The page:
McIntosh, Ian S., Whole Earth
So rarely are Polynesian, Micronesian, or Melanesian news items featured in the US media, that the image of dreamy tropic islands persists in the western imagination. A tacit conspiracy by the media's advertisers and proponents of the tourism industry? The dawning of the new millennium at Kiribati and Fiji received blanket television coverage, but the rise of the Guadalcanal Indigenous Revolutionary Party in the Solomon Islands, civil unrest in Samoa, the movements for independence from France in Kanaky (New Caledonia) and Tahiti, and continued battles for justice and reparations in the Marshall Islands, Bougainville, and elsewhere--received little or no press. Indigenous voices like those of the Chamorro of US-dominated Guam, or the Rapanui of Chilean-administered Easter Island, are seldom heard.
Since the days of J.R. Foster, naturalist aboard Captain Cook's Resolution, scholars have designated three broad and somewhat artificial geographical, cultural and linguistic zones--Micronesia, Melanesia, and Polynesia--a division that downplays important similarities and connections between the island nations. Largely a legacy of the colonial era, the political make-up and living conditions in Pacific nations are diverse. By the mid 1800s, most Pacific islands had been claimed by either Germany, France, Spain, or England. Following the Spanish-American War, the U S entered the colonial arena by strategically acquiring land for military and other purposes in the Philippines, Guam, Hawai'i and American Samoa. Following World War I, Japan and Australia took control of former German territories.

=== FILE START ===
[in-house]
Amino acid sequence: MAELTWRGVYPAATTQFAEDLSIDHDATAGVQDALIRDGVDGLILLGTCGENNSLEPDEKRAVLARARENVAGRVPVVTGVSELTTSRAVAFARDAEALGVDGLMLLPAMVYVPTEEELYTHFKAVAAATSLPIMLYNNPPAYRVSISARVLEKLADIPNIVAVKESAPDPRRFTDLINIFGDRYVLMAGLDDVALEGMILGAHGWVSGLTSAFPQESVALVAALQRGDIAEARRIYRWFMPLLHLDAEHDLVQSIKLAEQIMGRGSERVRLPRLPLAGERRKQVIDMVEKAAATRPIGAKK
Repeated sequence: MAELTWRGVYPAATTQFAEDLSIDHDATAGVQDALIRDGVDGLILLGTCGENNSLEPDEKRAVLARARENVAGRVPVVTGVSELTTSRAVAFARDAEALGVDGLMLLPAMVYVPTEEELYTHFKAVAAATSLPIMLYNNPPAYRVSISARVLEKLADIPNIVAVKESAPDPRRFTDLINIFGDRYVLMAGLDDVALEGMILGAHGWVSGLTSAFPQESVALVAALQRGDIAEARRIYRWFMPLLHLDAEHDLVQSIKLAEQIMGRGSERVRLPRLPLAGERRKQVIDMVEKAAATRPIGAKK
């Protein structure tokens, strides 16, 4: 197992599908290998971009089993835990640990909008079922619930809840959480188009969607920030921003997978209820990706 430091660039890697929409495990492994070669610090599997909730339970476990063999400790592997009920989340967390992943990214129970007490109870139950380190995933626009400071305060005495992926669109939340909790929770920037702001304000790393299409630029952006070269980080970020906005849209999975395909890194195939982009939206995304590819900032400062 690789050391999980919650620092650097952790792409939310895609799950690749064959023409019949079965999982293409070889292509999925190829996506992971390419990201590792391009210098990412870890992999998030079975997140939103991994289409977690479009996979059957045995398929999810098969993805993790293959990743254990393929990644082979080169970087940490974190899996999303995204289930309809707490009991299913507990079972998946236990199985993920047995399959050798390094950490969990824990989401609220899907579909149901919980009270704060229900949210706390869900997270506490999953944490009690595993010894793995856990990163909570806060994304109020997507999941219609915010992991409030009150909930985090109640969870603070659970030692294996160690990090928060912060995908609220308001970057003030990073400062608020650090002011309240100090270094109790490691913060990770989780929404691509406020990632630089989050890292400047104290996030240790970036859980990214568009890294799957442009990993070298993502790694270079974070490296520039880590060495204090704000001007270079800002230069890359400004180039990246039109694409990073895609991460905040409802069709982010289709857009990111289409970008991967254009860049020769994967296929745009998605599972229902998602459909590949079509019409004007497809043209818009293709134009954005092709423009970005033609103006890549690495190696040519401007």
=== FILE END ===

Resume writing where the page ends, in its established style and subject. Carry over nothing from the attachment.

Between 1962 and 1980, most of the Pacific's colonial territories--Fiji, Tonga, Samoa, Vanuatu, Solomon Islands, Tuvalu, and Kiribati--achieved independence. For many other Pacific islands, however, the colonial era has not ended. Semi-colonial states in the Pacific include the Cook Islands and Niue, which are self-governing entities in free association with New Zealand. US-incorporated territories include American Samoa, Midway, Northern Marianas, Marshall Islands, and Federated States of Micronesia.
At the same time, the Indigenous Kanaka of Kanaky (New Caledonia), the Haohi of Tahiti, and Te Ao Maohi (French Polynesia) are under the direct control of France. The French view their colonies as part of the French Republic. Inhabitants are first and foremost French and indigineity is construed by authorities as unconstitutional and a threat to the integrity of the French nation. Likewise, the Maori of Aotearoa, the Aborigines of Australia, and the Kanaka Maoli (Native Hawaiians) of Ka Pae'aina (Hawai'i), have been permanently incorporated into imperial cultures. …